The Asgard II (above): sank in the Bay of Biscay in 2008; plans for a replacement have been 'deferred indefinitely' according to Willie O'Dea

A FINAL decision not to save the sunken Asgard II was made after the head of the Naval Service said he would not allow his children on it if it was refloated.

At a meeting of Coiste an Asgard, Commodore Frank Lynch, the highest ranking naval officer in Ireland, said he would have "serious reservations" about salvaging the craft. According to minutes of that meeting: "Commodore Lynch... said that substantial expenditure on the refurbishment of a 27-year-old vessel was not justified and maintenance costs would begin to increase after 30 years.

"He also indicated that if one of his children was considering a voyage on the refurbished Asgard II, he would have serious reservations in the matter and would probably refuse permission."

Two other board members at the meeting in February 2009 agreed with "this sentiment" and a final decision to leave the sunken vessel alone was agreed.

The Asgard II, which provided sail training for youngsters, sunk 20 miles off the coast of France in the Bay of Biscay in September 2008. The five crew and 20 trainees on the ship had to use emergency lifeboats to escape but there were no injuries. At a meeting of Coiste an Asgard last February, a decision was made to replace the Asgard II with a steel-hulled vessel using a €3.8m insurance payment. However, a delay in the plans may have doomed the entire project as its abolition was recommended by the report of An Bord Snip Nua.

In April of last year, defence minister Willie O'Dea wrote to finance minister Brian Lenihan asking that a replacement vessel be approved.

He wrote: "Asgard II was built at a time of severe economic difficulty in this country. During her 27 years of service, she more than repaid the money invested in her through the unique training and development experience that she gave to thousands of young Irish men and women.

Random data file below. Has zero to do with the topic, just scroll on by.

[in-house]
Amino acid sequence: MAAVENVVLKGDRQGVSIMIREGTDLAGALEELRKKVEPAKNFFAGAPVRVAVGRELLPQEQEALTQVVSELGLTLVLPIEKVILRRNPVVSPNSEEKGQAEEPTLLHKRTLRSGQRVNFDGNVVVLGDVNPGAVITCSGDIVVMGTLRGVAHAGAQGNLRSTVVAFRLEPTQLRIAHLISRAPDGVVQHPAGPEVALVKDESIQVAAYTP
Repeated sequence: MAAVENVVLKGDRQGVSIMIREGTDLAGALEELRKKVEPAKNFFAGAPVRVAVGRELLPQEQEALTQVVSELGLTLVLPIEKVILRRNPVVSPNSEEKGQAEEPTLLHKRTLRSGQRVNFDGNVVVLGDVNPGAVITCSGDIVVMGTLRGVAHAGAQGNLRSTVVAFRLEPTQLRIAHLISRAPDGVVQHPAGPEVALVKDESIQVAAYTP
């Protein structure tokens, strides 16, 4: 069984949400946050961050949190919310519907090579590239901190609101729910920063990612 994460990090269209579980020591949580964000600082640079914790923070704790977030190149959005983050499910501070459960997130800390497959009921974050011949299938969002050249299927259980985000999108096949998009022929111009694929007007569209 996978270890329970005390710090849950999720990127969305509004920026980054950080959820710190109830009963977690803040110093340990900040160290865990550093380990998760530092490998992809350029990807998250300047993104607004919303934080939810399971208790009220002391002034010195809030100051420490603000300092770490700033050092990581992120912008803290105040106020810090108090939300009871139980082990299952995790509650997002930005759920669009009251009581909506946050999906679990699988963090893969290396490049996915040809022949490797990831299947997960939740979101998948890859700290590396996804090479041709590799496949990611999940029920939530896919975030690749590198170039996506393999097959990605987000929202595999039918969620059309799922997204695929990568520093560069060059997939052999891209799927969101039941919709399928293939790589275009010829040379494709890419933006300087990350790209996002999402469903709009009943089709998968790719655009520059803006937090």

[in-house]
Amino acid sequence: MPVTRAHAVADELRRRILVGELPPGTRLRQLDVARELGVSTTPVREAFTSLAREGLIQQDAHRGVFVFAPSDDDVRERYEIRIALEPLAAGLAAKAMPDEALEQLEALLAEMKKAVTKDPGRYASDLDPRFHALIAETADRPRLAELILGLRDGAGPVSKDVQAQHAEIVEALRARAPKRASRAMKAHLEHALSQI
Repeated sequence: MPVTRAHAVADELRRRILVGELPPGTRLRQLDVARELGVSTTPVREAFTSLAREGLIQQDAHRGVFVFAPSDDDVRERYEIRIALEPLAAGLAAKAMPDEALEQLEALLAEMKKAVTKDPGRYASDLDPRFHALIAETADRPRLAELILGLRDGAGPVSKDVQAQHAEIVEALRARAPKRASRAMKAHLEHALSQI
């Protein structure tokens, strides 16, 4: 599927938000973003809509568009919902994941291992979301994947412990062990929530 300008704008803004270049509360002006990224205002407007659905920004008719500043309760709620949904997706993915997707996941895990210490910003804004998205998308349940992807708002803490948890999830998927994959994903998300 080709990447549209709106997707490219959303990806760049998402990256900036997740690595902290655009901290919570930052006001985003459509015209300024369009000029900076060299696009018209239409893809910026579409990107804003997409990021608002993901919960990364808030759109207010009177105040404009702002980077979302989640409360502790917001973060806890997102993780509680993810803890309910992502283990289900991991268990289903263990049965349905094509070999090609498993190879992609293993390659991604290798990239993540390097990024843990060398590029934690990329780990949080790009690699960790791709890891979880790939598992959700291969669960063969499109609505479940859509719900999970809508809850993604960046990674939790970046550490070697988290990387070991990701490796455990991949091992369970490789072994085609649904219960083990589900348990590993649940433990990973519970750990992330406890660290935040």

"I am strongly of the view that the insurance payment should be used to fund the cost of a new vessel. To do otherwise would be seen in an extremely negative light.

"I propose to proceed with the next stage of the procurement process, namely, to seek the submission of proposals from suitable contractors for the construction of a new vessel."

By October, the report of An Bord Snip Nua had been finalised and Minister Willie O'Dea told the Dáil that plans for a replacement had been "deferred indefinitely". The McCarthy report said the discontinuation of the scheme could save up to €800,000 a year.

The following month, the directors of Coiste an Asgard made a direct appeal to the Department of Defence to save the programme. A document prepared by Pat Hogan, the head of corporate services , said: "Coiste an Asgard is lottery funded by means of a grant-in-aid paid through the Defence Vote. No fees are paid to directors, all of whom contribute freely of their time and expertise to the scheme.

"One has to question Mr [Colm] McCarthy's knowledge and realisation of the impact of such a decision at the stroke of a pen. Mr McCarthy's recommendation that the insurance payment be surrendered to the Exchequer is of course a comment that can only come to be expected from an economist, and in his eyes, it's easy money and at no political expense."